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#5
Madame Speaker.

I must say when I saw the fallout from the Labour leadership election I was very concerned about the future of the country, accusations of buying power with positions and a clear fragmentation in the governing party were not good signs in the near past. Having said that I have been pleasantly surprised in the last month or two with the legislation that the Government is putting forward, they may be allowing prejudice and bigotry to flourish supported by the other place but they are taking up other causes I have long championed in the interim, so whilst it is important to note that they are ignoring vast issues like Public Finance Initiatives in our NHS and Section 28 this legislation is welcome.

Madame Speaker I must ask the Government a question about this legislation however, firstly Madame Speaker I must ask what assurances the Right Honourable Members can give the House that the Commission shall not be a mere partisan tool to pat the Government on the back? The Secretary of State is appointing six of the nine members including the Chair, and the Labour Party control the appointment of a further two members as the First Ministers of Wales and Scotland are in Labour red. Madame Speaker, what assurances can the Government give us that the commission shall have teeth and shall not be afraid to bite the hand that fed it?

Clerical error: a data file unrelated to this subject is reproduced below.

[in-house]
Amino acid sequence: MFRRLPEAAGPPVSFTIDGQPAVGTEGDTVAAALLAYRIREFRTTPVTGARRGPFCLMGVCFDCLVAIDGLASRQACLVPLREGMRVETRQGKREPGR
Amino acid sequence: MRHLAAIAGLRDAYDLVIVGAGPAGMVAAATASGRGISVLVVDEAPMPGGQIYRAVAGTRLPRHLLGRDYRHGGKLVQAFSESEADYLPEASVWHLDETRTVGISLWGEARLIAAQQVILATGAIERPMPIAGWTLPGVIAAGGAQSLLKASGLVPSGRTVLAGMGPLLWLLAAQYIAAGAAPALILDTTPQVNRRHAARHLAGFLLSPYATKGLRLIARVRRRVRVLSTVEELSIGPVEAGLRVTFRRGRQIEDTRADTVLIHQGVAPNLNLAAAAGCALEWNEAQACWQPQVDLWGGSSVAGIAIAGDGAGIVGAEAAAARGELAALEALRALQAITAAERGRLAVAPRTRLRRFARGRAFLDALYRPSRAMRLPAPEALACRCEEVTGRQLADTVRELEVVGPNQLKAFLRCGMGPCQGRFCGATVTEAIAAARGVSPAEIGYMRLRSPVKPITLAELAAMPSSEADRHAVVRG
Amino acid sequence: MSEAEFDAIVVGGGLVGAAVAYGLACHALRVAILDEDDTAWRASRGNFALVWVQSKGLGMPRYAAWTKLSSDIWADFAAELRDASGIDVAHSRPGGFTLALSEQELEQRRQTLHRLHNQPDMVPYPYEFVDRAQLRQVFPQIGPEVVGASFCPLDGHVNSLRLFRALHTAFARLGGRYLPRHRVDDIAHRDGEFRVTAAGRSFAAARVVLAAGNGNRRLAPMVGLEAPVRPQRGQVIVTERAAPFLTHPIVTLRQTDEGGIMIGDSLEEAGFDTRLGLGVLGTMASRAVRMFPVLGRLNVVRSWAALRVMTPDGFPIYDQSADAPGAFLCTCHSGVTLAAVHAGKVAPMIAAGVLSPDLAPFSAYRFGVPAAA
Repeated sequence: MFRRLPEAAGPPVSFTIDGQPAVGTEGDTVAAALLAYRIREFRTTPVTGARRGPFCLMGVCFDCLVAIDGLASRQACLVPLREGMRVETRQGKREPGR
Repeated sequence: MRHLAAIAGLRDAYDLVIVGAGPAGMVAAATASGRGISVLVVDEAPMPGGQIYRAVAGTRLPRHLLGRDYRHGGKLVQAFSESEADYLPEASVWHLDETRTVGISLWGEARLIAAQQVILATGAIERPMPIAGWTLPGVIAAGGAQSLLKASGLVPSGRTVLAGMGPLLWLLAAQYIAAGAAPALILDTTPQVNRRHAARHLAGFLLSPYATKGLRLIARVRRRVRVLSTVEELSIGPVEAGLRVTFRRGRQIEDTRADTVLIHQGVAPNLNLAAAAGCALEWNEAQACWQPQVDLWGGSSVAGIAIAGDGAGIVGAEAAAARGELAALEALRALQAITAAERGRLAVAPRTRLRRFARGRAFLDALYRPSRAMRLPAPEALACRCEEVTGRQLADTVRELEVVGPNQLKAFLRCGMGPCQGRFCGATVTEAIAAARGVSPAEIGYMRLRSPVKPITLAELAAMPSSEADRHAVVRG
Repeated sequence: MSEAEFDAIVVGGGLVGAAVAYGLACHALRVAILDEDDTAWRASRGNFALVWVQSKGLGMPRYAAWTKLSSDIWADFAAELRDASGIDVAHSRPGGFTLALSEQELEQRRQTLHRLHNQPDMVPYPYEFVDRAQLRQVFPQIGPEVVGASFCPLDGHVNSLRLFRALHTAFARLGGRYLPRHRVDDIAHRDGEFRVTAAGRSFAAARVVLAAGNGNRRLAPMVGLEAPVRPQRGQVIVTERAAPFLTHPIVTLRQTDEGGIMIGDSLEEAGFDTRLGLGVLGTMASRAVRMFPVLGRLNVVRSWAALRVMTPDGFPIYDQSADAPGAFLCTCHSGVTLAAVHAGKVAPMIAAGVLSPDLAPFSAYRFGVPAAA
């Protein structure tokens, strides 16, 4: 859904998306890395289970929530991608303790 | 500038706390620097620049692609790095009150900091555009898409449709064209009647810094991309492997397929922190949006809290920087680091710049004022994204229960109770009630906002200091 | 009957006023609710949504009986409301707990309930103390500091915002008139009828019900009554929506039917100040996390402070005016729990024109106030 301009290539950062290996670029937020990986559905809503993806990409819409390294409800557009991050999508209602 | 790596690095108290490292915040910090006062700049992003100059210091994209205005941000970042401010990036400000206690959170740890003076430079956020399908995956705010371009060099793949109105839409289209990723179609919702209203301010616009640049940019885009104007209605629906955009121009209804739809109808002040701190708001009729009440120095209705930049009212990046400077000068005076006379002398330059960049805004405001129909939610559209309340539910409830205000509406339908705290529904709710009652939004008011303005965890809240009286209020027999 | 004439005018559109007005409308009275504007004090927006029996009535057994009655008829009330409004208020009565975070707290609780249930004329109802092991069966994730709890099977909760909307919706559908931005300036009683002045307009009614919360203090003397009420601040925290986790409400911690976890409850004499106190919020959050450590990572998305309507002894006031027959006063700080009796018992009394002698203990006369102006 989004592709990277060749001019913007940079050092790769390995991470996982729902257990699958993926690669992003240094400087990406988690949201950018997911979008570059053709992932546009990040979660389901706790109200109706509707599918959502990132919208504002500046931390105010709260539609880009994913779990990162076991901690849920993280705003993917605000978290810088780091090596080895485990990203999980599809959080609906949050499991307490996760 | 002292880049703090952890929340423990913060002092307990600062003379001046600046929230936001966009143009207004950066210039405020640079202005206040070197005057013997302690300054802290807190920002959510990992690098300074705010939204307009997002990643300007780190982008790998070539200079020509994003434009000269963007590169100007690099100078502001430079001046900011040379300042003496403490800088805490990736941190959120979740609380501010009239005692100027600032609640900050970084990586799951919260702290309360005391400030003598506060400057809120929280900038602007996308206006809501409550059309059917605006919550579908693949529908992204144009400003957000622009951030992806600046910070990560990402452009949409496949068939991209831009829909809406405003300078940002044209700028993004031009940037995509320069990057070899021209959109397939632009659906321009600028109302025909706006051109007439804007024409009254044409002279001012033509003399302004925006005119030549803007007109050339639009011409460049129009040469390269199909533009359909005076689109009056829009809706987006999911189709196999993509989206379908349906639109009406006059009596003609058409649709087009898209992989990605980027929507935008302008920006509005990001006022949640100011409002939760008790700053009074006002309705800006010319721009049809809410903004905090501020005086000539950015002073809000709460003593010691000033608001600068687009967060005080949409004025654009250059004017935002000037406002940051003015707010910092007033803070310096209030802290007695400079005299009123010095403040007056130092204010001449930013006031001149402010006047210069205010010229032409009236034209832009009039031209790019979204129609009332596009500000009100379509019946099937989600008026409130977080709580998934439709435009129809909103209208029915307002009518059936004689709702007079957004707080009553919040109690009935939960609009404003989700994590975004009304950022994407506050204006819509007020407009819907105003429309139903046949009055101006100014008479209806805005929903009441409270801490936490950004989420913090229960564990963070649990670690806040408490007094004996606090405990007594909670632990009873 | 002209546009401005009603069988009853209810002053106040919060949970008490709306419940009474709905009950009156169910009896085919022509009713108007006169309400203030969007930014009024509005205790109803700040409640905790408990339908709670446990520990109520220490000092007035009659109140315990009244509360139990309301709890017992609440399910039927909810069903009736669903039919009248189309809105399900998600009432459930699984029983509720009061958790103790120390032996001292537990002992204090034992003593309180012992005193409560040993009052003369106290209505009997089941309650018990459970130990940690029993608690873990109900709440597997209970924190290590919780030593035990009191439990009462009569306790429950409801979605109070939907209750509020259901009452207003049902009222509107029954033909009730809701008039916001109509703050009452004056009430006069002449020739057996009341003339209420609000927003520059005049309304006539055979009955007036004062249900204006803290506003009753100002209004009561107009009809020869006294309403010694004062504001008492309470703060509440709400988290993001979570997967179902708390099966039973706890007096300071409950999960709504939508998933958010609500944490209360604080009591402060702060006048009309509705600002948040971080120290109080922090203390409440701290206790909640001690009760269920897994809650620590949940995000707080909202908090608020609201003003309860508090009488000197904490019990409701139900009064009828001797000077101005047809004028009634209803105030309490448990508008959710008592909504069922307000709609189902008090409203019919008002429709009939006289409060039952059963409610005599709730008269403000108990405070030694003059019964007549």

REBECCA FLAIR

LIB DEM MP FOR MONTGOMERYSHIRE
______
'Emergencies' have always been the pretext on which the safeguards of individual liberty have been eroded. - Friedrich Hayek
Underlying most arguments against the free market is a lack of belief in freedom itself. - Milton Friedman